Nestle To Relaunch Maggi Via Print Advertisements
A shop assistant arranges packets of Maggi instant noodles, produced by Nestle India, at a grocery store in Mumbai, India. (Photographer: Vivek Prakash/Bloomberg)

Nestle To Relaunch Maggi Via Print Advertisements

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Nestle India is planning a media blitz to tell consumers that instant noodles Maggi is safe for consumption, a company official said on Friday.

The move comes in the wake of the Supreme Court Thursday reviving the government case in National Consumer Disputes Redressal Commission against Nestle India seeking damages of Rs 640 crore for alleged unfair trade practices, false labeling and misleading advertisements of its Maggi noodles.

In the campaign, Nestle would publish a series of advertisements in all leading national newspapers informing the consumers about the safety of Maggi Noodles and the outcome of the lab test reports, which had cleared it for consumption, a Nestle India spokesperson said.

“Our approach as a credible, trustworthy and responsible company is to always communicate with consumers on facts, in a simple, clear and transparent tone and manner... What you will see in the print ads to be released over the next few days is just that,” the spokesperson added.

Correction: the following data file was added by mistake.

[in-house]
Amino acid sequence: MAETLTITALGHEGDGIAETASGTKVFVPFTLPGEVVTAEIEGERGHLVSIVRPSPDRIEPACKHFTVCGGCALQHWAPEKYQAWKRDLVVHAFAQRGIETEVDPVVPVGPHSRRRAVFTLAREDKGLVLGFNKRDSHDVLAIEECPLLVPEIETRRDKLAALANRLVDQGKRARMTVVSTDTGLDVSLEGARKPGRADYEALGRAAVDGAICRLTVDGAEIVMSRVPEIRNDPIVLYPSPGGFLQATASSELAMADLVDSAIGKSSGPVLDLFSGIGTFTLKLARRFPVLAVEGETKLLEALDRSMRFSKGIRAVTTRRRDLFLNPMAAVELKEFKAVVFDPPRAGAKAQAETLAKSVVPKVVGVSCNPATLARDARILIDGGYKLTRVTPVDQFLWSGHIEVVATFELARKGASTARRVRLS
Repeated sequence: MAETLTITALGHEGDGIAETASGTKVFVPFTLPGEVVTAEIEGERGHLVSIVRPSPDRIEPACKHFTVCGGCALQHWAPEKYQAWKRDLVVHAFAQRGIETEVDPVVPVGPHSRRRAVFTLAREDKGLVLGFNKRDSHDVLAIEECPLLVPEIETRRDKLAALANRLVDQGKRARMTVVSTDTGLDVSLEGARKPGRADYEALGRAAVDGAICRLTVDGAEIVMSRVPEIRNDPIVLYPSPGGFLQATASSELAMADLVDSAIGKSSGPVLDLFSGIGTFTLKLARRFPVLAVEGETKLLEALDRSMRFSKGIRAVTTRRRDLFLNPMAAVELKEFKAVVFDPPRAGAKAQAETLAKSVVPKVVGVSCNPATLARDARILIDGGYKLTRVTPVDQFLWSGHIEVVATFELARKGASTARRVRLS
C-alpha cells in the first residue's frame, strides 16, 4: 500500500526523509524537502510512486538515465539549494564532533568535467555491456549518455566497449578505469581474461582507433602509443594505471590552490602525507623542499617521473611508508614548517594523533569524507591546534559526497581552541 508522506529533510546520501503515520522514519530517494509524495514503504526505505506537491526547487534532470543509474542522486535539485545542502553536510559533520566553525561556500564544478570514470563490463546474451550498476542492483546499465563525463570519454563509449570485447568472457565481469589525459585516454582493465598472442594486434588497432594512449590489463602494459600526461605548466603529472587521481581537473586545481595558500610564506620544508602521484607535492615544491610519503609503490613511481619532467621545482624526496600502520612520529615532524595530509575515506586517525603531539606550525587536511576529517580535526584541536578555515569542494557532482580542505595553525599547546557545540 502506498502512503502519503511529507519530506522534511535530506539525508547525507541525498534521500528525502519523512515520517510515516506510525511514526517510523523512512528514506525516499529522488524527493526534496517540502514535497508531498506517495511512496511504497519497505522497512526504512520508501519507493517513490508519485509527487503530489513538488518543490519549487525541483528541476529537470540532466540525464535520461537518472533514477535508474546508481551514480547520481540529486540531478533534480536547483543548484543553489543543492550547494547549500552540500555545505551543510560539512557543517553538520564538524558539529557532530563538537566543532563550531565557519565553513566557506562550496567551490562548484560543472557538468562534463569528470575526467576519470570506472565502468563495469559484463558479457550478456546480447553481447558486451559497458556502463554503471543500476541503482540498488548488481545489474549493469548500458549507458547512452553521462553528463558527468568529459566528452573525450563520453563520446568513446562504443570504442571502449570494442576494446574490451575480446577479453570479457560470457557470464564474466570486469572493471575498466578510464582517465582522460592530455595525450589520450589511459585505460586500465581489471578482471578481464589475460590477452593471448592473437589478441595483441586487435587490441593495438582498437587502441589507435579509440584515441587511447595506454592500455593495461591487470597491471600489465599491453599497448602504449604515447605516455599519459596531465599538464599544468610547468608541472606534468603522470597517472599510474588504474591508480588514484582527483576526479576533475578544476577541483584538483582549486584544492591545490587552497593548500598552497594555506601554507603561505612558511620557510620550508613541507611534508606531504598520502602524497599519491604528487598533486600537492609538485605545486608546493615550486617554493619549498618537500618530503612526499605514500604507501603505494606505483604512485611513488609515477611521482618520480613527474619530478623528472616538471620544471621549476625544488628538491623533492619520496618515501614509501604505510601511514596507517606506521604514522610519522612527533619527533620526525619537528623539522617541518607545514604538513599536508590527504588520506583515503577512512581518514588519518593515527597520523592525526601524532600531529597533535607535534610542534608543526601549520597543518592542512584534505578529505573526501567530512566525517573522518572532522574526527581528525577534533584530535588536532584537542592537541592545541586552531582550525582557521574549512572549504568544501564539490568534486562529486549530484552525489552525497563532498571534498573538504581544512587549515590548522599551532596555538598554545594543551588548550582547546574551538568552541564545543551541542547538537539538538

Asked about the campaign's duration, the spokesperson said it would be initially for three days and then the company will look at the consumer response.

On Thursday, Supreme Court had allowed NCDRC to proceed with a three-year-old suit with regard to Maggi filed by the government only on the basis of laboratory test reports by the Central Food Technological Research Institute, Mysuru.

According to Nestle, CFTRI “analysis results showed that samples (of Maggi Noodles) were compliant for lead and other relevant parameters”.

The apex court was hearing a case filed by the company against two interim orders passed by NCDRC in a suit filed by the Ministry of Consumer Affairs seeking damages of Rs 640 crore.

The government had moved NCDRC after Nestle's popular instant noodles Maggi was banned by the Food Safety and Standards Authority of India in June 2015 for allegedly containing lead beyond permissible limits, forcing the company to withdraw the product from the market.

Also read: Excerpts: How Nestle Overcame the 2015 Maggi Crisis

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